Women may find some relief from menstrual cramps by taking
vitamin E a few days a month, according to a new study of 278
teenage girls in Iran. Half the teenagers were given 200 mg of
vitamin E twice a day, starting two days before they expected
their periods and continuing through the third day of
menstruation. The other half received a placebo pill. Both groups
were allowed to take ibuprofen as needed.
After four months, the girls who took vitamin E had cramps for
less than two hours, on average, during their periods. That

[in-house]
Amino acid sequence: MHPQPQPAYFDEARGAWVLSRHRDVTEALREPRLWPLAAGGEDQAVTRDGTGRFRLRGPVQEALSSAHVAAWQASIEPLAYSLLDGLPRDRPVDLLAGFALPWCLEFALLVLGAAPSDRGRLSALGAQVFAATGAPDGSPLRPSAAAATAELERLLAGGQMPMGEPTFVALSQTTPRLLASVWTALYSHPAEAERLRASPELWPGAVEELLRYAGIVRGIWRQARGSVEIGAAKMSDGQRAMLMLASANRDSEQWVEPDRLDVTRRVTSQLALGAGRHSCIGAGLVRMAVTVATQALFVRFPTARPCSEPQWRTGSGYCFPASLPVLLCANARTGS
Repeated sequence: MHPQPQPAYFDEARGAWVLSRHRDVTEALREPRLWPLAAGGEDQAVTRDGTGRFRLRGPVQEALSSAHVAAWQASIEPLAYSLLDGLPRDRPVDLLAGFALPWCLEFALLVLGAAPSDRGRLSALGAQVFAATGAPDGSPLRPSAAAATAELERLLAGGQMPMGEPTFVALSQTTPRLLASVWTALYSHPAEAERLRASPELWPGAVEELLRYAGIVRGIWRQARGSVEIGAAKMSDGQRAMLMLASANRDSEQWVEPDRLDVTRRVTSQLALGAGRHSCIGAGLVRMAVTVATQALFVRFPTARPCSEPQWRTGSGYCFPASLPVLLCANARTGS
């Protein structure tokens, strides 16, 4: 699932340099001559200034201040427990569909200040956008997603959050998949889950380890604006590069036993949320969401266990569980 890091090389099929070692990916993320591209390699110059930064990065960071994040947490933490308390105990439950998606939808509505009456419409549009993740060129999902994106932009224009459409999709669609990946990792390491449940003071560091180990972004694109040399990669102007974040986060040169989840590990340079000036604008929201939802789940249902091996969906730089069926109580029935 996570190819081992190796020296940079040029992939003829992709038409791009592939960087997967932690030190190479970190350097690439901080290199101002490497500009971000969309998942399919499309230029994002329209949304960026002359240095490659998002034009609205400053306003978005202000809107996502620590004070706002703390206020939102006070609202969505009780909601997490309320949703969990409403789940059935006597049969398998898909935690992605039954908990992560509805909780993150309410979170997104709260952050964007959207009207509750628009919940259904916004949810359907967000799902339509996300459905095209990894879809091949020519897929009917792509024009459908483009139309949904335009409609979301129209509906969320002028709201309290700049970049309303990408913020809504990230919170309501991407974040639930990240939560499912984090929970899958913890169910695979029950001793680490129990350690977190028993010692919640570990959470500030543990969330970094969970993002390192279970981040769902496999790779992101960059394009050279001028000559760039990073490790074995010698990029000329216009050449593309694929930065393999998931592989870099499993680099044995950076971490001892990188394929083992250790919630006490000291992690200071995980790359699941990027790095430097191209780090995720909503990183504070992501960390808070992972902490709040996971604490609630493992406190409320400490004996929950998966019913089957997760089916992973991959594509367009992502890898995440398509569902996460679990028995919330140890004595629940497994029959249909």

compared with 17 hours for those who did not take the vitamin. In
addition, only 4% reported using ibuprofen, compared with 89% of
girls in the placebo group.
Common menstrual cramps (dysmenorrhea) are thought to result from
the release of hormone-like substances called prostaglandins.
Prostaglandins cause the uterus to contract in order to expel the
uterine lining, resulting in menstrual blood flow. Vitamin E can
inhibit the formation of prostaglandins — and, potentially,
Source: British Journal of Obstetrics and Gynaecology, April 2005